Why is fatigue a common symptom of menopause? The same hormonal changes that cause symptoms like hot flashes and night sweats can also affect your mood and energy levels, leading to fatigue. Those hormone variations can also make it harder for you to sleep at night, which can leave you feeling tired during the day.
Potential causes of muscle weakness
- chronic fatigue syndrome.
- muscular dystrophies.
- hypotonia, a lack of muscle tone that's usually present at birth.
- myasthenia gravis, an autoimmune and muscular disorder.
- peripheral neuropathy, a type of nerve damage.
- neuralgia, or sharp burning or pain in one or more of your nerves.
In mild cases, it can escape detection. But as iron deficiency becomes more severe – and if left uncorrected – symptoms can escalate to include severe fatigue, headache, chest pain and increased heart rate. Besides iron, vitamin B12 or a folic acid deficiency can also lead to anemia.
Your fatigue can be a sign of dehydration. Whether you're working out or working a desk job, your body needs water to work well and keep cool. If you're thirsty, you're already dehydrated. Fix: Drink water throughout the day so your urine is light colored.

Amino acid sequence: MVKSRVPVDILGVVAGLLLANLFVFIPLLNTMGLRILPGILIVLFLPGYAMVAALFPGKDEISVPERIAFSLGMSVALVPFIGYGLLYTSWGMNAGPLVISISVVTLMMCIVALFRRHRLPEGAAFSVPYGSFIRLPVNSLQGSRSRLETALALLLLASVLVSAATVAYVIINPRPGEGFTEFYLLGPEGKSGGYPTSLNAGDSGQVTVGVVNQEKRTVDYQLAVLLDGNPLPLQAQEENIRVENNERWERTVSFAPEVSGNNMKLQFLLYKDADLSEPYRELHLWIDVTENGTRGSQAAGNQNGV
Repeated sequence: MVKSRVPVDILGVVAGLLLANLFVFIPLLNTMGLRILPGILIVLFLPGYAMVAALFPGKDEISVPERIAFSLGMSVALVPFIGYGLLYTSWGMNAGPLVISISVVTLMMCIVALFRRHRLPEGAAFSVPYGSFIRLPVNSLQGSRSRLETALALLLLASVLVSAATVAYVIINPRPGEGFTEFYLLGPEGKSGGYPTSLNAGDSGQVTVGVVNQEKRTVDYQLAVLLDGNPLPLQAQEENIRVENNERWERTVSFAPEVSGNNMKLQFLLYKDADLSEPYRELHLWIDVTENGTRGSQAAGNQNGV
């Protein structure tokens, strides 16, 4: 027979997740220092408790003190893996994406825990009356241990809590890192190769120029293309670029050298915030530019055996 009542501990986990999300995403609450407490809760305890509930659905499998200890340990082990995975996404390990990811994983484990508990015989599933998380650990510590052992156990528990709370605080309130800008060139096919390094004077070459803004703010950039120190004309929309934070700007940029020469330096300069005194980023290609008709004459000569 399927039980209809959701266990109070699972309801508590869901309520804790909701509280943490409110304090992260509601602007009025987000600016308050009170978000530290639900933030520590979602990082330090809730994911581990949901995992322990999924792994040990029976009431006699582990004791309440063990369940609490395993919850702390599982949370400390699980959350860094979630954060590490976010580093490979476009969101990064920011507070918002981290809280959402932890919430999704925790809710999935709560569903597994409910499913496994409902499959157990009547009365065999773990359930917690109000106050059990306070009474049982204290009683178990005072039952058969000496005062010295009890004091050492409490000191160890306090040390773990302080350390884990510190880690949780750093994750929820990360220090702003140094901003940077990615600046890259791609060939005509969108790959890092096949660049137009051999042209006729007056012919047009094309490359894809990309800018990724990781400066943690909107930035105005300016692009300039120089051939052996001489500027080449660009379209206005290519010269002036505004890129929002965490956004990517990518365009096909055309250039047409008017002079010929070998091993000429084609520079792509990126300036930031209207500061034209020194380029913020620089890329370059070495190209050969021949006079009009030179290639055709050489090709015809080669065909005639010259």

Here are nine tips:
- Control stress. Stress-induced emotions consume huge amounts of energy.
- Lighten your load. One of the main reasons for fatigue is overwork.
- Exercise. Exercise almost guarantees that you'll sleep more soundly.
- Avoid smoking.
- Restrict your sleep.
- Eat for energy.
- Use caffeine to your advantage.
- Limit alcohol.
Chronic fatigue syndrome (CFS) is a condition that causes you to feel exhausted and weak, no matter how much rest or sleep you get. It often causes insomnia. Because your body doesn't feel rested or replenished, CFS can also cause aches in the muscles and joints throughout your body. trouble sleeping.
Potential triggers include: Viral infections. Because some people develop chronic fatigue syndrome after having a viral infection, researchers question whether some viruses might trigger the disorder. Suspicious viruses include Epstein-Barr virus, human herpes virus 6 and mouse leukemia viruses.
Chronic fatigue has genetic roots. The largest study yet of chronic-fatigue syndrome (CFS) has revealed a battery of genetic changes that might explain how the mystery disease arises. The condition, sometimes called myalgic encephalomyelitis (ME), causes exhaustion and problems with sleep and memory.
Unrelenting exhaustion may be a sign of a condition or an effect of the drugs or therapies used to treat it, such as:
- Acute liver failure.
- Anxiety disorders.
- Chronic fatigue syndrome.
- Chronic infection or inflammation.
- Chronic kidney disease.
Fatigue can cause a vast range of other physical, mental and emotional symptoms including:
- chronic tiredness or sleepiness.
- sore or aching muscles.
- muscle weakness.
- slowed reflexes and responses.
- impaired decision-making and judgement.
- moodiness, such as irritability.